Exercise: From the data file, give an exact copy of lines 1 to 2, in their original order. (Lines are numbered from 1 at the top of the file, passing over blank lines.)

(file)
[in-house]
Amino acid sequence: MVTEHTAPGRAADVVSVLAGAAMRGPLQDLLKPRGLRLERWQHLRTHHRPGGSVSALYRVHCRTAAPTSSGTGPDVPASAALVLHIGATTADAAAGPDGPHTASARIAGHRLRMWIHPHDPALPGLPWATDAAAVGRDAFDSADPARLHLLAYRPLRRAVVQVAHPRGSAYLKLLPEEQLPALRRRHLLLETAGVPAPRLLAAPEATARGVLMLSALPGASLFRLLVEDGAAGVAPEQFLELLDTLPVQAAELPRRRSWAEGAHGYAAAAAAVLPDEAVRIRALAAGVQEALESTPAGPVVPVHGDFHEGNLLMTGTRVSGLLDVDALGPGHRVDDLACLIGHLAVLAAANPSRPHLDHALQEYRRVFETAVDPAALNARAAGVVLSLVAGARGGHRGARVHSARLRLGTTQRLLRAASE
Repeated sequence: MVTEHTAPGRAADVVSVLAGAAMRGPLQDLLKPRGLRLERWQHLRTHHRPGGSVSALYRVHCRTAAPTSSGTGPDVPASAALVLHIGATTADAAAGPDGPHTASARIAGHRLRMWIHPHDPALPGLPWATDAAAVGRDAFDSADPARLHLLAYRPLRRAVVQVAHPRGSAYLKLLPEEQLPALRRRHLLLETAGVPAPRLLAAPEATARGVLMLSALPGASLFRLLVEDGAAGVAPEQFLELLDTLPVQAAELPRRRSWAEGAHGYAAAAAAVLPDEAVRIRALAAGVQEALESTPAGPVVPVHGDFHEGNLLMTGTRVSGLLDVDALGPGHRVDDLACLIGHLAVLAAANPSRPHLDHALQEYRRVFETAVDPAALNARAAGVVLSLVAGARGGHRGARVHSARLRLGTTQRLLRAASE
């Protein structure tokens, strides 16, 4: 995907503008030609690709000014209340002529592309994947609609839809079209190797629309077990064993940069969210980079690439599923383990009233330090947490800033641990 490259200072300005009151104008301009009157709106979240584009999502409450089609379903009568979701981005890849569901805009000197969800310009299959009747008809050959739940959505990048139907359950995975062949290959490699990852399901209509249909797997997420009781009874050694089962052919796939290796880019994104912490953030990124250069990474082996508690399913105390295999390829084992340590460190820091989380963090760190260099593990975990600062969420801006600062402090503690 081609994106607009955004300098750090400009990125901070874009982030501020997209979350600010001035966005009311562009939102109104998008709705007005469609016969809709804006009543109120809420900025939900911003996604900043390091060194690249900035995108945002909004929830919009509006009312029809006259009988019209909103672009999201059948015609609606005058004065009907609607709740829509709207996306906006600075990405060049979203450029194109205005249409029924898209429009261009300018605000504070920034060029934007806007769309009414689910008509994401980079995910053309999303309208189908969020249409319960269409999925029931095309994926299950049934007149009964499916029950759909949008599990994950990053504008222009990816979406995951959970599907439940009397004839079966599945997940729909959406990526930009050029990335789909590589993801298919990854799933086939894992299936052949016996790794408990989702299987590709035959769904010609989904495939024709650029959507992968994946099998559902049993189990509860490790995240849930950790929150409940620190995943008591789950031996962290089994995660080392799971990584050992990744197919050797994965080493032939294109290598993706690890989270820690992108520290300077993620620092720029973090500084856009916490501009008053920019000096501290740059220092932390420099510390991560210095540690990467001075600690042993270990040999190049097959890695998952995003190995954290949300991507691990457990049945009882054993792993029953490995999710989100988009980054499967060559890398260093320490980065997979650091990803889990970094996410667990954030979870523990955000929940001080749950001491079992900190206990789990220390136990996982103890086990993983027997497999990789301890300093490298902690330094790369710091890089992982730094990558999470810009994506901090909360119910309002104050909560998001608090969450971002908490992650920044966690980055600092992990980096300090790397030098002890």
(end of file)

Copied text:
[in-house]
Amino acid sequence: MVTEHTAPGRAADVVSVLAGAAMRGPLQDLLKPRGLRLERWQHLRTHHRPGGSVSALYRVHCRTAAPTSSGTGPDVPASAALVLHIGATTADAAAGPDGPHTASARIAGHRLRMWIHPHDPALPGLPWATDAAAVGRDAFDSADPARLHLLAYRPLRRAVVQVAHPRGSAYLKLLPEEQLPALRRRHLLLETAGVPAPRLLAAPEATARGVLMLSALPGASLFRLLVEDGAAGVAPEQFLELLDTLPVQAAELPRRRSWAEGAHGYAAAAAAVLPDEAVRIRALAAGVQEALESTPAGPVVPVHGDFHEGNLLMTGTRVSGLLDVDALGPGHRVDDLACLIGHLAVLAAANPSRPHLDHALQEYRRVFETAVDPAALNARAAGVVLSLVAGARGGHRGARVHSARLRLGTTQRLLRAASE